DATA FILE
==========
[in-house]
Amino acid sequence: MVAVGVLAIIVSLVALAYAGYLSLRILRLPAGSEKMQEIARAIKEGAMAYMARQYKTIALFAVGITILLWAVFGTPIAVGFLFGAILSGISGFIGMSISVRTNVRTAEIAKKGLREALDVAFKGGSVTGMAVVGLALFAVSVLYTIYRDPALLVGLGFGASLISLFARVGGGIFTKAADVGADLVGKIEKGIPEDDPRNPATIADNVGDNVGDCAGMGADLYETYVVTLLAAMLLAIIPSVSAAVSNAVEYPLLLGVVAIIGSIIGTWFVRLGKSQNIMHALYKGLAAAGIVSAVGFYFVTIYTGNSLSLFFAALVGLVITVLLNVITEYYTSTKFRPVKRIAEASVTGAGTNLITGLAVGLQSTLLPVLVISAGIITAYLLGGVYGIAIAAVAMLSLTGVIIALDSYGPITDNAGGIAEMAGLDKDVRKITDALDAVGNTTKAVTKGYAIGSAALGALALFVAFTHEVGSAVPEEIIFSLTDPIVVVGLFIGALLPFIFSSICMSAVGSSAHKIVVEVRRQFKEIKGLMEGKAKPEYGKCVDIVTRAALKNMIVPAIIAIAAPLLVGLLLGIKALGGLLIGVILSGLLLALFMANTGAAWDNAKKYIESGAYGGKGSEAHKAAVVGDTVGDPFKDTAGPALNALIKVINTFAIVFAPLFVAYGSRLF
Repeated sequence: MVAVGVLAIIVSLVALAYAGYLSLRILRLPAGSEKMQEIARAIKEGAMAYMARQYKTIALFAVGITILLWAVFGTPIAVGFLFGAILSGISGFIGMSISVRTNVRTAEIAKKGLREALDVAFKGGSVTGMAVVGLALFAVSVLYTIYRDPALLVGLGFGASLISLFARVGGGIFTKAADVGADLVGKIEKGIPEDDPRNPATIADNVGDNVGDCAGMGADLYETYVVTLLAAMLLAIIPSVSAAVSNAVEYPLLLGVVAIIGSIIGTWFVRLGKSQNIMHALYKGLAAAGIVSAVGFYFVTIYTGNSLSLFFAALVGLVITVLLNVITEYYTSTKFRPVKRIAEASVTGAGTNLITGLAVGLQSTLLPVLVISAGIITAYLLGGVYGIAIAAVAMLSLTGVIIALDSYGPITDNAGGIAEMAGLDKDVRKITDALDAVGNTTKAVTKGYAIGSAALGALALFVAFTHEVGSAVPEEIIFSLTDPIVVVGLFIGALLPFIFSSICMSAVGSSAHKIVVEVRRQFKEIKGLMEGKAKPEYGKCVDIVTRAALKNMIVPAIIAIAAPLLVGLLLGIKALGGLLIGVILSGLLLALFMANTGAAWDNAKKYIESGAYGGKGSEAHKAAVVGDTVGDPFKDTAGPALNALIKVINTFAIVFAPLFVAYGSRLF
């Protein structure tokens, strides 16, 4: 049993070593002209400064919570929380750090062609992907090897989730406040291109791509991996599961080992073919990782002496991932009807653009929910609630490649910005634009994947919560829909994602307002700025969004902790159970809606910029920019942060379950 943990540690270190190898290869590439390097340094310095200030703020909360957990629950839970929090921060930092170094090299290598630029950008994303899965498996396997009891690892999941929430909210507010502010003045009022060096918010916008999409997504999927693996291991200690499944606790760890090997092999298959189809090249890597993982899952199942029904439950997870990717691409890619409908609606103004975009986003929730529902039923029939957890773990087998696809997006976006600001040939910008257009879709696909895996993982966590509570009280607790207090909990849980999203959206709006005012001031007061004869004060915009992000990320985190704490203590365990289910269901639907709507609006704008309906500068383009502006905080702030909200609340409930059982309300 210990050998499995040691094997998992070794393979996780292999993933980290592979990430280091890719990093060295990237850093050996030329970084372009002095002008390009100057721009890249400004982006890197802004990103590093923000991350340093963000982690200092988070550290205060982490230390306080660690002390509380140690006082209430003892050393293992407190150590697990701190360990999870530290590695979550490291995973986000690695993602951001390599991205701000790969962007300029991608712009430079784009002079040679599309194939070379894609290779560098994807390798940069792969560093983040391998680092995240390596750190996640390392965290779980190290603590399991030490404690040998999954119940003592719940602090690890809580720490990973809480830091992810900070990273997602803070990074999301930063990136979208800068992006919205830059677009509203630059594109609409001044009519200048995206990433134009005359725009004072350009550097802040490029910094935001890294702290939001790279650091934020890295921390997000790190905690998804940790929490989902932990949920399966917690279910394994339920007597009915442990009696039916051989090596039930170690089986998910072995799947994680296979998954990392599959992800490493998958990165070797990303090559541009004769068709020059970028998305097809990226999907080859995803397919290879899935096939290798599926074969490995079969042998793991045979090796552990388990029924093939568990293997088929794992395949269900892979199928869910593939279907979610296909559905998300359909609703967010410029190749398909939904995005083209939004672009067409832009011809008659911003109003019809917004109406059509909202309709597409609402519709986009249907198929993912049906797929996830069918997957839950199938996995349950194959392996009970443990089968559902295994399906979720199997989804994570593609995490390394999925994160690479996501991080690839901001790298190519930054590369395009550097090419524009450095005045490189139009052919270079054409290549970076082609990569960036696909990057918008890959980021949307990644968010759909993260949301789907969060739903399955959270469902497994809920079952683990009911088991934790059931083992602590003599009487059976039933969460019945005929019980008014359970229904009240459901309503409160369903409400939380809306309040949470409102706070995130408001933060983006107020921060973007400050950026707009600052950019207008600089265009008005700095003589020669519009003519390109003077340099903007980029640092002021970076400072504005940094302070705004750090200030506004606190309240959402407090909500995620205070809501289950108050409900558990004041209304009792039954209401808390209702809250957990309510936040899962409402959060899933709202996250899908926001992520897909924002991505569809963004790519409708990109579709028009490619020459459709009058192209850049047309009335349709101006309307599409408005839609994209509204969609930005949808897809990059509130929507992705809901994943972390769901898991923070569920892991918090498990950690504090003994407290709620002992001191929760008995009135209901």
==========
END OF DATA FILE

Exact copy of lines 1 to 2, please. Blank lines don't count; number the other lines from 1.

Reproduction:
[in-house]
Amino acid sequence: MVAVGVLAIIVSLVALAYAGYLSLRILRLPAGSEKMQEIARAIKEGAMAYMARQYKTIALFAVGITILLWAVFGTPIAVGFLFGAILSGISGFIGMSISVRTNVRTAEIAKKGLREALDVAFKGGSVTGMAVVGLALFAVSVLYTIYRDPALLVGLGFGASLISLFARVGGGIFTKAADVGADLVGKIEKGIPEDDPRNPATIADNVGDNVGDCAGMGADLYETYVVTLLAAMLLAIIPSVSAAVSNAVEYPLLLGVVAIIGSIIGTWFVRLGKSQNIMHALYKGLAAAGIVSAVGFYFVTIYTGNSLSLFFAALVGLVITVLLNVITEYYTSTKFRPVKRIAEASVTGAGTNLITGLAVGLQSTLLPVLVISAGIITAYLLGGVYGIAIAAVAMLSLTGVIIALDSYGPITDNAGGIAEMAGLDKDVRKITDALDAVGNTTKAVTKGYAIGSAALGALALFVAFTHEVGSAVPEEIIFSLTDPIVVVGLFIGALLPFIFSSICMSAVGSSAHKIVVEVRRQFKEIKGLMEGKAKPEYGKCVDIVTRAALKNMIVPAIIAIAAPLLVGLLLGIKALGGLLIGVILSGLLLALFMANTGAAWDNAKKYIESGAYGGKGSEAHKAAVVGDTVGDPFKDTAGPALNALIKVINTFAIVFAPLFVAYGSRLF